He runs with bulls. He dives for oysters. He works with sea turtles. He wrestles crocodiles. He’s been attacked by a sheep. Now he’s a ninja.
NBC’s American Ninja Warrior boasts “the hardest obstacle course in the world,” according to Eagle Scout Jackson Meyer. And he should know, he’s run the course and – as you can already tell – seen a lot of the world.
You may have caught Meyer’s appearance on the American Ninja Warrior season premiere tonight. If you watched the show, you couldn’t miss him. He’s the competitor who ran the course in a Scouting uniform.
He’s been a dedicated Scout his whole life, but inspiration to add Ninja Warrior to his résumé hit last summer.
After work Meyer would wind down by watching American Ninja Warrior.
“I quickly became a ‘couch ninja’, thinking ‘I can do that. That looks easy,’” Meyer said.
With a little encouragement and a love for creating videos, Meyer applied to run the American Ninja Warrior course. To his shock, he was selected.
Don’t let Meyer’s seemingly short path to landing a spot on the show fool you. It’s not easy.
To apply to compete, contestants can wait in line for a chance to run the course as a walk-on or submit a video application. Meyer opted for the latter. Fifty thousand applied this season and around 500 were invited to run the course.
But getting on the show isn’t even the hardest part. The competition challenges contestants to make it through an intense course to qualify for an even harder course. This goes on for six rounds. And the courses are brutal. No one has won in the six previous seasons of the U.S. show, which is based on a Japanese version called Sasuke.
Eagle Ascends to American Ninja Warrior
Grip strength is the name of the game for Ninja Warriors. So how did Meyer master his?
He didn’t fully launch into training until he was selected by NBC for the show. And that was only a month before he was set to run the course.
“I feel like I trained in the activities I normally do,” Meyer said.
He rock climbs, surfs, lifts weights, and, as you can see in his submission video, dances. But he knew he had to up his training when his call to the course came.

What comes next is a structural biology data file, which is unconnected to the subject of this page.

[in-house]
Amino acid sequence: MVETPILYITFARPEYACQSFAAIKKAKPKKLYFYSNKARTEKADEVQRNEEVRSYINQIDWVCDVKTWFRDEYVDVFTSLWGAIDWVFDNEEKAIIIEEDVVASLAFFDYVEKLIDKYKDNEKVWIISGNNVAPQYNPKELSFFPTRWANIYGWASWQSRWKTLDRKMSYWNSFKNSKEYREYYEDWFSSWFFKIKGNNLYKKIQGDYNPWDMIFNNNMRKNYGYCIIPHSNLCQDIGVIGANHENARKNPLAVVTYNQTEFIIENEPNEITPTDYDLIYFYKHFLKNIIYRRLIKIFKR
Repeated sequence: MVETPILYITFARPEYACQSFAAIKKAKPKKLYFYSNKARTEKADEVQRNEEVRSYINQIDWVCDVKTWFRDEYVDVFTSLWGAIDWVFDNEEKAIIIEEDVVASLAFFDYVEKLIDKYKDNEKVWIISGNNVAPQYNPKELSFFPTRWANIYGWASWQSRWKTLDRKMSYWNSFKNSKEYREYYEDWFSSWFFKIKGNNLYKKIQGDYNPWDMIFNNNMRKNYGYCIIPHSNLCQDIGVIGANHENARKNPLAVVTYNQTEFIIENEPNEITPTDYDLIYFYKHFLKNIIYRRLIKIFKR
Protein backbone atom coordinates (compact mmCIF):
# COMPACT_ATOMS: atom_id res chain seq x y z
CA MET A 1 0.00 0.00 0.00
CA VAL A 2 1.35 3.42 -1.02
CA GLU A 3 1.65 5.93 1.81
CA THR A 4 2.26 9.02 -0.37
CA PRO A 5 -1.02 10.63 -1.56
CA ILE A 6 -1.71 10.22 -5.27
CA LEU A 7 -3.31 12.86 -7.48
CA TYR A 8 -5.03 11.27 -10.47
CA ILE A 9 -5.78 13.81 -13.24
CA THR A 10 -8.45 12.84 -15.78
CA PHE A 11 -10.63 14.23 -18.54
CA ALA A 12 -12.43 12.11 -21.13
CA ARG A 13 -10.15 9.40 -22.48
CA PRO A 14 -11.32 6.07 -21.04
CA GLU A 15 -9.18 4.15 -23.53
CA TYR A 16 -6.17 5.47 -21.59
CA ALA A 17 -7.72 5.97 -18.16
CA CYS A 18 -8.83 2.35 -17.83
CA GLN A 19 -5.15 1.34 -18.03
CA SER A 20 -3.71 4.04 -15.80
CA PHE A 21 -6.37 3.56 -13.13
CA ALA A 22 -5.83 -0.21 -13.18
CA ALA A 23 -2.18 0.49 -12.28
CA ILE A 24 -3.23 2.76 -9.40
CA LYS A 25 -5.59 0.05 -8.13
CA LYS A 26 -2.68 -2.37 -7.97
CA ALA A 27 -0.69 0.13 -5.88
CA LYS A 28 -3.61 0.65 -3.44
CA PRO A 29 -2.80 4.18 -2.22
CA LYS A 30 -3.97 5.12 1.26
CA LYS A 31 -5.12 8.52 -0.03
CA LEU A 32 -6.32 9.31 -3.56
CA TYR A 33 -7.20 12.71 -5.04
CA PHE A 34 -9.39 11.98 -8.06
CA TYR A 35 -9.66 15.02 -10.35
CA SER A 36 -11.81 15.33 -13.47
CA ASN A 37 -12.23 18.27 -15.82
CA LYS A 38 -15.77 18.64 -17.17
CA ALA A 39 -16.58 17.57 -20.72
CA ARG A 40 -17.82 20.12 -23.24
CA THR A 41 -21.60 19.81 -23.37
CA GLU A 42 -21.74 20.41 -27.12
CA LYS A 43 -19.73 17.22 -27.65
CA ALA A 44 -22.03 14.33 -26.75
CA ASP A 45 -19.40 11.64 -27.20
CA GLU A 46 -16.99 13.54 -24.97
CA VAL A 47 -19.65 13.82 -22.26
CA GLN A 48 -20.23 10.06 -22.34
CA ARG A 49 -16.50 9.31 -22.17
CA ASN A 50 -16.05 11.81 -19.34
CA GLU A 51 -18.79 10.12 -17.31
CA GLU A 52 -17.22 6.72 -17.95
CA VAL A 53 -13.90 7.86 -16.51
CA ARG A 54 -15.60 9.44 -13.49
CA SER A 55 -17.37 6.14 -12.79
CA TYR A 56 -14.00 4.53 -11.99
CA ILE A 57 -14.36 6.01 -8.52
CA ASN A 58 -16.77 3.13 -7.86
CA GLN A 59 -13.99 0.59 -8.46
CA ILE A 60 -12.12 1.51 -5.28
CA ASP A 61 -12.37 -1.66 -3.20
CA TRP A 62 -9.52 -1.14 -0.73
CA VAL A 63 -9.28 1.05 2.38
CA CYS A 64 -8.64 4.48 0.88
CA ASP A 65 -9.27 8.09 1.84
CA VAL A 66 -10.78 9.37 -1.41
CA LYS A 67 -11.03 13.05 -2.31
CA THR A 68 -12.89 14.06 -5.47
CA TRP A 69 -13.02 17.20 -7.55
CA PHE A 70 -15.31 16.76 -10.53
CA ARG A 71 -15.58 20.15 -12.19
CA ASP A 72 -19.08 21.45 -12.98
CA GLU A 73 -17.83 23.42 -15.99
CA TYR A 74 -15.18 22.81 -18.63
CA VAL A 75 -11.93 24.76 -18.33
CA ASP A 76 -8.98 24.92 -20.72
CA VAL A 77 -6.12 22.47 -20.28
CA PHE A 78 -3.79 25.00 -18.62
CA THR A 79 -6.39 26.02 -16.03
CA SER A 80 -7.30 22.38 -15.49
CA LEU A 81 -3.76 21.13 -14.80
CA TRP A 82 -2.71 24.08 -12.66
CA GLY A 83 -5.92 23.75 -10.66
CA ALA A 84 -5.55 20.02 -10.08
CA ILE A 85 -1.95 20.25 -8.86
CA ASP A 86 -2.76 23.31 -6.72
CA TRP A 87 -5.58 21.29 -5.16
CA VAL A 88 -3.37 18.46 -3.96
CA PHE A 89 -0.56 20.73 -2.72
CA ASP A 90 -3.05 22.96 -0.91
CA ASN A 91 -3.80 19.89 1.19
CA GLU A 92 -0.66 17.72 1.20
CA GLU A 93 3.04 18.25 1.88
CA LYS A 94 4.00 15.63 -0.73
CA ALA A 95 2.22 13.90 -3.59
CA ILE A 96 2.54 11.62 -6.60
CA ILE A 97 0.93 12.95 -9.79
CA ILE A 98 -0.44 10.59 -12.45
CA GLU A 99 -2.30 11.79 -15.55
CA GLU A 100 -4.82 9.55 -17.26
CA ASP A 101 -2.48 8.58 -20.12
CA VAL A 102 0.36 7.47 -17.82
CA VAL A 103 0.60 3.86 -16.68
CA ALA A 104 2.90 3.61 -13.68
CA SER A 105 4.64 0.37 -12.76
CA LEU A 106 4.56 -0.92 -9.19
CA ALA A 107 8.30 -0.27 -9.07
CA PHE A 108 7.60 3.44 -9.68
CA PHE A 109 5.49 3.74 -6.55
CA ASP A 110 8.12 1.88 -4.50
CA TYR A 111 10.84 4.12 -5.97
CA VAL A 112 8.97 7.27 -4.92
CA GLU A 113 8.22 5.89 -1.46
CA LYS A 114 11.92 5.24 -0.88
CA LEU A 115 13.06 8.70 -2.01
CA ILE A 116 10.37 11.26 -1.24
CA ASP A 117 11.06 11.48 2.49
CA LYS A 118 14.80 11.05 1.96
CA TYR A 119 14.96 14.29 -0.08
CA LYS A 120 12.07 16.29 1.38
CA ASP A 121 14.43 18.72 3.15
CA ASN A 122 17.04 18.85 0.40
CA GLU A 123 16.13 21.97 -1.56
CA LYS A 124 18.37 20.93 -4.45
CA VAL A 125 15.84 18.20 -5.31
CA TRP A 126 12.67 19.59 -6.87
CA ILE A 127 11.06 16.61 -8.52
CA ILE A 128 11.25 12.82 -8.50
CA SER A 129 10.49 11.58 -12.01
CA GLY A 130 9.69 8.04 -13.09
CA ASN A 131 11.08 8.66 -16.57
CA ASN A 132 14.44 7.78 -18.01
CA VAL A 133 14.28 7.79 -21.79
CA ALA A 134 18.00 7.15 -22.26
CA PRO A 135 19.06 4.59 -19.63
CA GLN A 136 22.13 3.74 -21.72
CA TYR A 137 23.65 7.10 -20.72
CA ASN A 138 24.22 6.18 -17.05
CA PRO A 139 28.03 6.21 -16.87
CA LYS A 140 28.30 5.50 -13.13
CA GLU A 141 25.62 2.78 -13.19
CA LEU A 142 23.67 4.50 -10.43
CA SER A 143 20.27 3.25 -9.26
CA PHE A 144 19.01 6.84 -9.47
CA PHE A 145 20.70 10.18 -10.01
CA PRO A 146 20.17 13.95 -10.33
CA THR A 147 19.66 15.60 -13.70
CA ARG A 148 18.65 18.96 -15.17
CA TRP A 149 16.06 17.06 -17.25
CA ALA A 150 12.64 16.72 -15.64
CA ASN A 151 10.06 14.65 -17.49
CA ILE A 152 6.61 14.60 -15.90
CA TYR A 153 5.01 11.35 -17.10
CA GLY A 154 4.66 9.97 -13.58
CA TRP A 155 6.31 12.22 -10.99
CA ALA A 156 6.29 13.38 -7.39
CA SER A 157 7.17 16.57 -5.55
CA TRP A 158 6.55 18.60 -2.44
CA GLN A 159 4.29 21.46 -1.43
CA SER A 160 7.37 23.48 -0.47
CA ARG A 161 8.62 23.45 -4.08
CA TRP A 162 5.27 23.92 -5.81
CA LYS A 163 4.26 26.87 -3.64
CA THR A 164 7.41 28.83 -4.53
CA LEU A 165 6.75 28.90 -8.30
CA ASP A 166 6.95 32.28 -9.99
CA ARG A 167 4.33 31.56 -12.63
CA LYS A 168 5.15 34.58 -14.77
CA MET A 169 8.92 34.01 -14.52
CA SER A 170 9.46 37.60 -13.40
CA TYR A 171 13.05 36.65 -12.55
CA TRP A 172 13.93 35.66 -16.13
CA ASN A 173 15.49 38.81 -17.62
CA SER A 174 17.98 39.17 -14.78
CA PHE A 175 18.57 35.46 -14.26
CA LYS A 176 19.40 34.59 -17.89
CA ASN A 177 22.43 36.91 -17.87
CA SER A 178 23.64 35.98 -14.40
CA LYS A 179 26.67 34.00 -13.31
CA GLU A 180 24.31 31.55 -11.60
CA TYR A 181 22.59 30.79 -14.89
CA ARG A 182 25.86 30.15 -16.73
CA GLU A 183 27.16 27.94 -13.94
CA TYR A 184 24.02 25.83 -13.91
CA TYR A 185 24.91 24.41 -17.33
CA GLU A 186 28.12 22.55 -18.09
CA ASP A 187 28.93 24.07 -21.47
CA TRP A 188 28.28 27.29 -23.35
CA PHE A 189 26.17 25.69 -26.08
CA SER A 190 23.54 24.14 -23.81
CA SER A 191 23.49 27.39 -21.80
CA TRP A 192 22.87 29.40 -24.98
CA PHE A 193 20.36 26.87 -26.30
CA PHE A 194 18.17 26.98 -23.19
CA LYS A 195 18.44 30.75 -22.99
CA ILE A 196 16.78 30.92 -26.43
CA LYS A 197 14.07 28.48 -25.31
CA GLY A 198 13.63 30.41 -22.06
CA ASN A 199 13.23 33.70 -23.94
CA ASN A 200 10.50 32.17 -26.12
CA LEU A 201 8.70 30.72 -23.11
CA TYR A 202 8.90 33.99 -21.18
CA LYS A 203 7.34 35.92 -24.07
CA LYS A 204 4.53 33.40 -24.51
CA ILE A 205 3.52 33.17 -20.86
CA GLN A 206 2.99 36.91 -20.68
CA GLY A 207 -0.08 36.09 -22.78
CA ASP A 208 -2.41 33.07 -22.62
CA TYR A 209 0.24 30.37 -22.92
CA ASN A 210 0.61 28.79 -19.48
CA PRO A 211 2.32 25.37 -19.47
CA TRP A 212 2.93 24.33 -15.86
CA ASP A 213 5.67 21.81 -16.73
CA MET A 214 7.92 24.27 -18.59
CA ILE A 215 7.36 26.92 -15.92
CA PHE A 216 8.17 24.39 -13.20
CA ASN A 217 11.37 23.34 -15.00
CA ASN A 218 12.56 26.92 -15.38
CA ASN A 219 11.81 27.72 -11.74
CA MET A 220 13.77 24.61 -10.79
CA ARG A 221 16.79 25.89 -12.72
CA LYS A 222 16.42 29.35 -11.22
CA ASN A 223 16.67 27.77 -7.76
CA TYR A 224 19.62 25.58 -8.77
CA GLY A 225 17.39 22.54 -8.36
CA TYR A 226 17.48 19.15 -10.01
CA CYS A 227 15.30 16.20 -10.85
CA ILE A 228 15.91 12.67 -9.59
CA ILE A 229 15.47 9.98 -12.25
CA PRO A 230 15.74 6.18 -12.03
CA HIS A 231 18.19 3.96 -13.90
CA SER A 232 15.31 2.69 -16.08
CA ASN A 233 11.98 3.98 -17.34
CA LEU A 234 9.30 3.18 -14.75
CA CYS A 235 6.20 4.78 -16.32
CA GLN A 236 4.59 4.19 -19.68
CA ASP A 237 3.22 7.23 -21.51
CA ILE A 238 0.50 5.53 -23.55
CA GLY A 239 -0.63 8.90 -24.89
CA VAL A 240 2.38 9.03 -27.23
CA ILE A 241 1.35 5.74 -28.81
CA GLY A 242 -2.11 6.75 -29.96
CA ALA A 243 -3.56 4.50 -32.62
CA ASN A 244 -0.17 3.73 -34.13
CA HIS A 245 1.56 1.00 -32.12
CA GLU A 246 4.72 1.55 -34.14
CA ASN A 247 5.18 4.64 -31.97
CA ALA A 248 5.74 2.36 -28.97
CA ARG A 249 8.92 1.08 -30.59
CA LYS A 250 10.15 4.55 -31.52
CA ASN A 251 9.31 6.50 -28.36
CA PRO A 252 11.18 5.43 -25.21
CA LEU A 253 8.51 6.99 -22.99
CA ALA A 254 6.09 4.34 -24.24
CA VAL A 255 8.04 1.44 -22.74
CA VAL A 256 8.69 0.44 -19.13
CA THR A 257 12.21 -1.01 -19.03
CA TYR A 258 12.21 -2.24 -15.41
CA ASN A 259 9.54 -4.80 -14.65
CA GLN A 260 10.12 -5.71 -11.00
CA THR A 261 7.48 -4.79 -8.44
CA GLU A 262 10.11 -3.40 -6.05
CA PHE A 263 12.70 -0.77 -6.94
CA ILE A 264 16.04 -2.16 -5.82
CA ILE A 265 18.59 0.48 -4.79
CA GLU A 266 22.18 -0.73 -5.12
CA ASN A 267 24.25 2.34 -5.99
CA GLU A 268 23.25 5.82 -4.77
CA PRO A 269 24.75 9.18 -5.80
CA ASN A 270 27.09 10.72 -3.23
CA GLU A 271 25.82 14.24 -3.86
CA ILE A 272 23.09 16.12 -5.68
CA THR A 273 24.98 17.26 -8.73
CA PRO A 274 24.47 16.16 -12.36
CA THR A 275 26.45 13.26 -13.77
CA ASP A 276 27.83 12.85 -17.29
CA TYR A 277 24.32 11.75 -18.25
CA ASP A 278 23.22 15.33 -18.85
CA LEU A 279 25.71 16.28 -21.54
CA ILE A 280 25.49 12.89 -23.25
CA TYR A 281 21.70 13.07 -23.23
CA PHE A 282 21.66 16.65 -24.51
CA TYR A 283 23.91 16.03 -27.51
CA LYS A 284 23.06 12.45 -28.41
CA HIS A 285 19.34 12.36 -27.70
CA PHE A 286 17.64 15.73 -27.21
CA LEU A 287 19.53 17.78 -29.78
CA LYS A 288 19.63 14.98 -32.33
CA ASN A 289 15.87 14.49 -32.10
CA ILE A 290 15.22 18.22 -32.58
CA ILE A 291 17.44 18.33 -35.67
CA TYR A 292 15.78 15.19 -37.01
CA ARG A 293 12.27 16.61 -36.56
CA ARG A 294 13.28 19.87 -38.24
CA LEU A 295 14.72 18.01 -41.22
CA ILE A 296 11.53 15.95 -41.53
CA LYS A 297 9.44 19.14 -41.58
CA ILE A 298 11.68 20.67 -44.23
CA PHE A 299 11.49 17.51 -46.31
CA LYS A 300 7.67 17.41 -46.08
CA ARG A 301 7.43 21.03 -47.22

Meyer acknowledged, “It’s an insane obstacle course that requires a lot of strength, a lot of muscle memory, and a lot of body control. When they called me, I took my training to the next level.”
And he didn’t take to the course alone. Besides Jackson’s mother, grandmother, girlfriend, and girlfriend’s mom who supported him onsite (in “Troop Jackson 642” shirts), hoards of Scouts joined the aptly clad Eagle in spirit.
Jackson’s decision to wear his Scouting uniform on the course was not just strategy to standout but a nod to what he’s already achieved.
“Being an Eagle Scout has been huge for me in my college life,” Meyer noted. “It’s helped me get a bunch of scholarships, shown employers I’m dedicated and able to stick with something long term. It shows I’m motivated and honest.”
Now the whole world has seen what this Eagle can do. And he has advice for his fellow Scouts: “Don’t let stereotypes or people tell you what you can and can’t do.”
He explained the portrait of Scouts obsessed with tying knots is a funny one but entirely false. He contends what Scouts can accomplish is mind blowing.
“We learn so much that a lot of people don’t think we learn,” Meyer said. “We’re involved in our communities. We’re capable of more than most people. Be proud you’re a Scout, and stand up for it.
Jackson Meyer is living these words. He’s taken on the seemingly impossible. And he’s doing it with Scouting pride.
Head to http://www.nbc.com/american-ninja-warrior to learn more about the show and catch highlights from tonight’s premiere.